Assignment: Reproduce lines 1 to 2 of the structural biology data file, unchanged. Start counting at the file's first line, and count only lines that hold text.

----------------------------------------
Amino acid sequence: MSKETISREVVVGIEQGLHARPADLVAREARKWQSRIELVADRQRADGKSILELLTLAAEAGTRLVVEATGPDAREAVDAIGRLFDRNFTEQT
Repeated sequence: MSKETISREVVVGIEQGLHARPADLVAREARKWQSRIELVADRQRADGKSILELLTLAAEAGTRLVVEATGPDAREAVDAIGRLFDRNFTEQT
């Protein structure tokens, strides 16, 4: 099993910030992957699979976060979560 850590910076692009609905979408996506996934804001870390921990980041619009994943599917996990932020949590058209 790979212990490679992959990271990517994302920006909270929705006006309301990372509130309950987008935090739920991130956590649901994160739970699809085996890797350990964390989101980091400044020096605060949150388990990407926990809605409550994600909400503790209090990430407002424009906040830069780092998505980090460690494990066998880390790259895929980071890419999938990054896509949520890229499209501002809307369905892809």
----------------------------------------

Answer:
Amino acid sequence: MSKETISREVVVGIEQGLHARPADLVAREARKWQSRIELVADRQRADGKSILELLTLAAEAGTRLVVEATGPDAREAVDAIGRLFDRNFTEQT
Repeated sequence: MSKETISREVVVGIEQGLHARPADLVAREARKWQSRIELVADRQRADGKSILELLTLAAEAGTRLVVEATGPDAREAVDAIGRLFDRNFTEQT